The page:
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Re: Cooper's Thesis

I'm not perfect, as any List members with long
memories and short tempers will know (Cooperseems to
have made a similar mistake to one I did on the
mailing list a couple of years ago, basing my
knowledge of ornithiscian phylogeny on twenty-year old
references), but I'm just going to comment on

"Specific items that invite disagreement include...the
removal of Yaverlindia (sic), a specimen found on the
Isle of Wight, from pachycephalosaurids"

Besides the spelling mistake (I can think of at least
one website she could have found the correct
spelling...), I may be wrong, but I've got it on good
authority that apart from Galton and Watson (1930,
Cited in Swinton, 1936), nobody who has actually
handled the original Yaverlandia specimen has come to
the conclusion that it belongs to a pachycephalosaur,
and the idea has been published as recently as 2000,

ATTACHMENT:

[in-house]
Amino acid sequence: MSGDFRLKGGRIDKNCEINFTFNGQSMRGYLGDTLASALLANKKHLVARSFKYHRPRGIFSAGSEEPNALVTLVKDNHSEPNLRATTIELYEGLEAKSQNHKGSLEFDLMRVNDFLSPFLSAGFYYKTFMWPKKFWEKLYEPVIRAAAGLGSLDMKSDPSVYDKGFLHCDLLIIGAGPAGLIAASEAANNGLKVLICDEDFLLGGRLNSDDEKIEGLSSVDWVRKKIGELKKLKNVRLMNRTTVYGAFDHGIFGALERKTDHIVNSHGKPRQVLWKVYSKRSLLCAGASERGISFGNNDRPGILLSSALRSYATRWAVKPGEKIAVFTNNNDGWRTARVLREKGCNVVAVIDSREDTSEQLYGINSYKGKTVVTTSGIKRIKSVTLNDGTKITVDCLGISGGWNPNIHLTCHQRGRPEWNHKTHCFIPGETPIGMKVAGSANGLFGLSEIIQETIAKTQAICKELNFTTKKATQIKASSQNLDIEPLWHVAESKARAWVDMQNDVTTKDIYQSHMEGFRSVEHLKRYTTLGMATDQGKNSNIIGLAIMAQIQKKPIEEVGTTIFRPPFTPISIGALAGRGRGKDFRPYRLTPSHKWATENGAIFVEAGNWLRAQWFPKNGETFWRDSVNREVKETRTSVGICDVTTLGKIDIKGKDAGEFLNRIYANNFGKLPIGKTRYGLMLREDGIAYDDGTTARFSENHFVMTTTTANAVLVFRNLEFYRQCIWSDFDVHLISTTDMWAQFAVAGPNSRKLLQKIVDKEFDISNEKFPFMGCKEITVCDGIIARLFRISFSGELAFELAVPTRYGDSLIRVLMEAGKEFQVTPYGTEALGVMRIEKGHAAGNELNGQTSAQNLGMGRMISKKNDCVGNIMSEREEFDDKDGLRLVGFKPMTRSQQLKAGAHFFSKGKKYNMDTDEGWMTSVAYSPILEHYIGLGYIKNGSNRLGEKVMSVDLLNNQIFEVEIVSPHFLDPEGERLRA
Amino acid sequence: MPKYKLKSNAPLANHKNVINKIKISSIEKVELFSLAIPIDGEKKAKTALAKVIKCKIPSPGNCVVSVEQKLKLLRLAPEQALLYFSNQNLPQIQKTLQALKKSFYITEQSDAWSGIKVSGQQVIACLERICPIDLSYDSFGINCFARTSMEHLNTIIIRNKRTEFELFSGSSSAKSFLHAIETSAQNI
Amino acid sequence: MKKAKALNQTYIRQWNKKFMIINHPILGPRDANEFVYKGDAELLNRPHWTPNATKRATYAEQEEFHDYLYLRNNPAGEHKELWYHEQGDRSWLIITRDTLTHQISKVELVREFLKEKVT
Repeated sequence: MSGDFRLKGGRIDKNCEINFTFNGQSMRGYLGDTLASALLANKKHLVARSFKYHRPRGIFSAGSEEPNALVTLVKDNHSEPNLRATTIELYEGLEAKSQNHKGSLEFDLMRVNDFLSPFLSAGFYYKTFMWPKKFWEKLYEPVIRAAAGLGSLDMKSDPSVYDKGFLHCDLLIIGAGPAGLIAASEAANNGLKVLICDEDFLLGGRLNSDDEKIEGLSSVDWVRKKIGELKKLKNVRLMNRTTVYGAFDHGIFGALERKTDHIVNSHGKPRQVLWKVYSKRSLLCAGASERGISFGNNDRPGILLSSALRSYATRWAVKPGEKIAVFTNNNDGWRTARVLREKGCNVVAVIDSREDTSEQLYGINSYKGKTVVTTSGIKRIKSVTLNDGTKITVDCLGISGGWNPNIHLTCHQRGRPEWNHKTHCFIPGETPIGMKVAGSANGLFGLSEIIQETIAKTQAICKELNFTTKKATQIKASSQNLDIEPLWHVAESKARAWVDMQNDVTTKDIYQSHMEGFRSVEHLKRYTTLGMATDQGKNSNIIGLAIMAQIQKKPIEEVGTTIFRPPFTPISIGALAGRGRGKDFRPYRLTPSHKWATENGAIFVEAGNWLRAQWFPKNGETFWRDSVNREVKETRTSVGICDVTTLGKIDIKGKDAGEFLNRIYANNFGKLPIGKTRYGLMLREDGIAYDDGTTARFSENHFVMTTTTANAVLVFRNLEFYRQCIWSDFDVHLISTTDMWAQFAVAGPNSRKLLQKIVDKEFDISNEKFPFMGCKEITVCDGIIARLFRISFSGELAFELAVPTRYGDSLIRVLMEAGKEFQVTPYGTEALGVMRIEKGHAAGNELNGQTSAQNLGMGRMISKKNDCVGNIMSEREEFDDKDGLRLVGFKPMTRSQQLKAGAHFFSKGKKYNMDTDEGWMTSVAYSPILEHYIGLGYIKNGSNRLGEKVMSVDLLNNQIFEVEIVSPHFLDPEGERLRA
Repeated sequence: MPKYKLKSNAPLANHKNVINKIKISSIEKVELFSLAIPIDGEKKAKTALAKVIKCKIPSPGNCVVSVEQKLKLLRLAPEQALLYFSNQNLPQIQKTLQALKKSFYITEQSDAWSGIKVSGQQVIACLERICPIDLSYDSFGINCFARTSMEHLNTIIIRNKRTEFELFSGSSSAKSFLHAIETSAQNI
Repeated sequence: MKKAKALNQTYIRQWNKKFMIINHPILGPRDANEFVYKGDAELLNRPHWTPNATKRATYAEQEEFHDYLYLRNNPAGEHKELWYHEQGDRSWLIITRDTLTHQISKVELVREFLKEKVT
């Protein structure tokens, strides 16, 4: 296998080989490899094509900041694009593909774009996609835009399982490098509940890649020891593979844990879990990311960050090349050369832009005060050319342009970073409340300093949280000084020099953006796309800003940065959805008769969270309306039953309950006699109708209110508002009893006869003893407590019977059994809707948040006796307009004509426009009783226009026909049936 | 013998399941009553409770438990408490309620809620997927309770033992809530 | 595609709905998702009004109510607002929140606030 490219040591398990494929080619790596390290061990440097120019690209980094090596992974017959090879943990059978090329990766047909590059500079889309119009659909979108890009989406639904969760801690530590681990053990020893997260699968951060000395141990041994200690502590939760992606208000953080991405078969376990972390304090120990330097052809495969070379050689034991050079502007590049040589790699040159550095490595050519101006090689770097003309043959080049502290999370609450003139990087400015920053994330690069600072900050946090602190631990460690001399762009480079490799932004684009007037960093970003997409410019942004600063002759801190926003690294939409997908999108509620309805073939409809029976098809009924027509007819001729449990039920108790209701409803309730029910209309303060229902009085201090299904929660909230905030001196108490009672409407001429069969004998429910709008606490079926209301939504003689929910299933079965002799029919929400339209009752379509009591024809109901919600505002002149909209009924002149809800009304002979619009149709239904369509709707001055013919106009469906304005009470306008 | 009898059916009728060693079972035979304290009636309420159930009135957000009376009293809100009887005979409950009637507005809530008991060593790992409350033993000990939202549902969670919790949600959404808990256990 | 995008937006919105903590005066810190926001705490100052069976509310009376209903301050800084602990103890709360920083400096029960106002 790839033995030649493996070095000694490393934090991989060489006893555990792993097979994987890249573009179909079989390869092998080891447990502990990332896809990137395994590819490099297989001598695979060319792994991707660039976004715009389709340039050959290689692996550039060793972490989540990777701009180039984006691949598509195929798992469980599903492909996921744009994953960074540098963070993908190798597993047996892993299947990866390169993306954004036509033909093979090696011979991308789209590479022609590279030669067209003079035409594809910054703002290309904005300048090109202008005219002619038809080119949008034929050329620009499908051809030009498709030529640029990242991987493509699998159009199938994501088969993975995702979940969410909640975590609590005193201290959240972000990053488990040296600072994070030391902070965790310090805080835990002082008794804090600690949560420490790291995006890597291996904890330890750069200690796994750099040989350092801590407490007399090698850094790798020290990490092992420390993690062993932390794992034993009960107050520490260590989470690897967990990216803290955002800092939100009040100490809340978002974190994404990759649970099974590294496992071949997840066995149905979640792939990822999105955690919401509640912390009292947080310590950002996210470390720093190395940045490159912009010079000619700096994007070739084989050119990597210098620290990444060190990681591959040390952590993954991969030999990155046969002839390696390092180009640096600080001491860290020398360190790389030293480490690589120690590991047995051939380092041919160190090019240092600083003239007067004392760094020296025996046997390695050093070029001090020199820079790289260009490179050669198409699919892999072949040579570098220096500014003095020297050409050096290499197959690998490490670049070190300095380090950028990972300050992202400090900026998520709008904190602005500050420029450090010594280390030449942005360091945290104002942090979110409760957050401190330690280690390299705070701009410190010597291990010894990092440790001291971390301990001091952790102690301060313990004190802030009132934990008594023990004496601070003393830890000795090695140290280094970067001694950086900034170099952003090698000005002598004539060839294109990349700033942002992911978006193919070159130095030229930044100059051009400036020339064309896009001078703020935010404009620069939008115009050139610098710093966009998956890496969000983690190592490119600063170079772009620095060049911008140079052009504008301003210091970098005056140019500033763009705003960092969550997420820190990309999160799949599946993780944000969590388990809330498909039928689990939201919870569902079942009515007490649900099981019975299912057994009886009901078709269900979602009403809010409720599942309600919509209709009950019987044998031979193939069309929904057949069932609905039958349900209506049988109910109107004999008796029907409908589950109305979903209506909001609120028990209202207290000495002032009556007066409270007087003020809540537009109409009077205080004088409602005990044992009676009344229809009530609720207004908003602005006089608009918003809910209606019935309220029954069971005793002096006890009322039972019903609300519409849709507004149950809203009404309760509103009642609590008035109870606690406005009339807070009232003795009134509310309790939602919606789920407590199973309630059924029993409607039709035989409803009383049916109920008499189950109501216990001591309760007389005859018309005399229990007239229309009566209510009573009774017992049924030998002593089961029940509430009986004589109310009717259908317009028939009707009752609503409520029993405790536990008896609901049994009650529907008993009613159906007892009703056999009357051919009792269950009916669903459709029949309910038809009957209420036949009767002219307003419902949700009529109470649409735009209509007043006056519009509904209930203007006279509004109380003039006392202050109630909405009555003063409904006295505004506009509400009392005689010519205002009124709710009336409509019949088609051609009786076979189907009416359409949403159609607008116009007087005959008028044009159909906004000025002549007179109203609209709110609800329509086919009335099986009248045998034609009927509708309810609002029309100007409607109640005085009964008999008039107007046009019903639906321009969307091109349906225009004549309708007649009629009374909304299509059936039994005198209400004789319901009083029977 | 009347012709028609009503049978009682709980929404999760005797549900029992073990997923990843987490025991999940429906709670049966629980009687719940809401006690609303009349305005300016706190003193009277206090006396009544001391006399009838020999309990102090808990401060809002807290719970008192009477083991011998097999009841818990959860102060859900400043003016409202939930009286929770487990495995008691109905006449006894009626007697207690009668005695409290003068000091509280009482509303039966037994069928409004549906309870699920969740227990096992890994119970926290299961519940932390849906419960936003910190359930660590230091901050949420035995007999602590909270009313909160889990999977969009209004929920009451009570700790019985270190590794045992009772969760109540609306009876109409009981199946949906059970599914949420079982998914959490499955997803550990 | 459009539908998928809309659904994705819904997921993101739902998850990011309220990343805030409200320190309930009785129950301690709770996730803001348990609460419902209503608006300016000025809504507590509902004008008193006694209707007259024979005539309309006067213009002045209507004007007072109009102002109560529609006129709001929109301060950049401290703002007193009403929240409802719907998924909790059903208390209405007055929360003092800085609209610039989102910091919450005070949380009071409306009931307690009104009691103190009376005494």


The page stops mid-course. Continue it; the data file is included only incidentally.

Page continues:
although I'm sure there is an earlier reference. The
only reason it stays in the pachycephalosauria after
all these years is due to the production of
"supertrees", based on others results. Yaverlandia was
only assigned to the pachycephalosauridae on the
flimsiest of features, but I've said this before quite

Alternatively, if you want a list of all the features
that make little Yav a pachy, here they are;

1) The frontals are thickened.
2) Erm...
3) That's it!

Plus, why has she waffled on about the periodic table
and titration levels? I know she has a point to make
(or maybe a word limit to reach?), but does she really
need the graph? 

And while I'm in proof-reader mode, She doesn't always
italicise genus names, but sometimes does for higer
taxa, such as marginiocephalia or ornithischia. We
would be deducted serious marks for that at the
universities I attended.  And she spelt Wealden

And finally, I'm just having a look at the abstract,
and noticed this (and I'm probably not the first)

"I thank Dr. Bruce Stallsmith for his patience with my

The chap must be a saint...

I've finished now. Next week lets pick on the
innacuracies in a seven year old girls poem about a
cake-eating "T-Rex".


Find out about the dinosaurs of the Isle of Wight at
    DinoWight- the Dinosaurs of the Isle of Wight

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